HL Deb 21 February 1957 vol 201 cc1162-4

2.38 p.m.


My Lords, I beg to ask the Question which stands in my name on the Order Paper.

[The Question was as follows:

To ask Her Majesty's Government whether they are satisfied that Aquila Airways are—

  1. (1) a properly constituted and thoroughly responsible company;
  2. (2) in every way fit and proper persons to render normal amenities and reliable service in the conduct of an air line;
  3. (3) operating with safety and efficiency the flying boat services to Madeira during the winter months.]


My Lords, Aquila Airways, Limited, have been established since 1948 and have successfully operated flying boat services to Madeira since 1949. My right honourable friend the Minister of Transport and Civil Aviation is satisfied that the company's arrangements for this service are such as to ensure safety of operation. I can assure the noble Lord that the Minister would not otherwise have approved this and other regular scheduled services which are operated by the company with flying boats. There is, however, no sheltered water at or near Funchal, Madeira. Operations on the open sea cannot be undertaken when there is a heavy swell. Consequently, the Madeira service is particularly susceptible to delays owing to bad weather, especially in winter. I understand that, owing to the exceptionally had weather this winter, there have been some serious delays in the operation of the service which have naturally given rise to complaints by passengers. These complaints are at present being investigated. My right honourable friend has no reason to doubt the ability of Aquila Airways, subject to the operational limitations that I have mentioned, to provide a reliable service to the public on this route.


My Lords, while thanking the noble Lord for his full reply, may I ask him whether he is aware, or his right honourable friend the Minister of Transport and Civil Aviation is aware, of the circumstances of a recent flight to Madeira, via Lisbon, by one of this company's flying boats when passengers were given misleading information, were subjected to intolerable delays and inconvenience, and suffered grave discomfort, while the advertised schedule of a nine-and-a-half hour flight to Madeira was prolonged to the astonishing period of seven and a half days? Will he not agree that this does savour of haphazard and unsatisfactory service?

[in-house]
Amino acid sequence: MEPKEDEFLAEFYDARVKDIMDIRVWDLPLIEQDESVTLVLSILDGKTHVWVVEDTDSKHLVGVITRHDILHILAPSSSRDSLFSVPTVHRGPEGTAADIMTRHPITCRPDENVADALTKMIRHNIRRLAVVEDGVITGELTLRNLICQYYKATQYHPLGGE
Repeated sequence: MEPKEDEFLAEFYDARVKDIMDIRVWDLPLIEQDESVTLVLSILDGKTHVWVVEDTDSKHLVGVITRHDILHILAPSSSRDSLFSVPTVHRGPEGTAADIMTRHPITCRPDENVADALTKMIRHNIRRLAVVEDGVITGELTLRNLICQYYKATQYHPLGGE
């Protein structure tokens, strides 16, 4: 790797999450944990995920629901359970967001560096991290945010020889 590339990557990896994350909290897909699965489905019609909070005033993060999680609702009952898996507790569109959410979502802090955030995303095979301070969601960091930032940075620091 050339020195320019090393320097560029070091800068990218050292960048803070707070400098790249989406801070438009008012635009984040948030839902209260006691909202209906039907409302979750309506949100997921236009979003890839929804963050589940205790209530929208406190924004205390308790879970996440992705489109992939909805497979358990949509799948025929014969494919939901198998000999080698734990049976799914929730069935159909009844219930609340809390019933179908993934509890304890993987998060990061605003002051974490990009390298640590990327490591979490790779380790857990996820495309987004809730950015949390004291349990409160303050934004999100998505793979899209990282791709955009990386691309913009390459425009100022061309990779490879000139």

My Lords, I am aware of the unfortunate case which the noble Lord has mentioned. It was due, as were several other cases this winter, as I have explained to the House, to exceptionally bad weather. The company are, I know, investigating this particular case, and a report will be available in due course. I am certain that the noble Lord will agree with me that safety conditions must in all cases be paramount.


My Lords, may I ask the noble Lord, Lord Mancroft, a further question arising out of the original Question and the supplementary? I know that he will forgive me if I put two or three supplementary questions to him in one, so quick is he, both intellectually and on his feet. Is he aware that this is a matter of the gravest importance, and one which does not concern merely the Madeira route but also the route operated by this company during the summer from Genoa to Southampton. Would it be true to say that this company is, in fact, a subsidiary of the P. & O., and will he not consider providing facilities for a debate? Secondly will he not consider whether there should not be an inquiry into the operation of all these private airlines—not merely Aquila Airways? Thirdly, does he appreciate that safety considerations are absolutely paramount? These people have a shack—one could not call it an air building—at Genoa. I have flown with the company, I have been to Genoa and I know this shack. I ask the noble Lord, if he will, to give urgent attention—as I am sure he will—to these matters. I understand that later on this afternoon we shall be discussing the question of individual homicide. This sort of thing may well be mass homicide.


My Lords, if I may say so with respect, the noble Lord, Lord Morris, is going not only a good deal further than the Question on the Order Paper would allow me to go, but also a good deal further than the whole subject at this moment suggests. I agree with him, as I have already stated, about the paramount importance of safety. I agree that this company is a wholly-owned subsidiary of British Aviation Services, Ltd. I can certainly assure him—and I hope that this assurance will satisfy him—that my right honourable friend will consider carefully the report, which he will no doubt see in due course, and will study it in the light of the observations which the noble Lord has just made.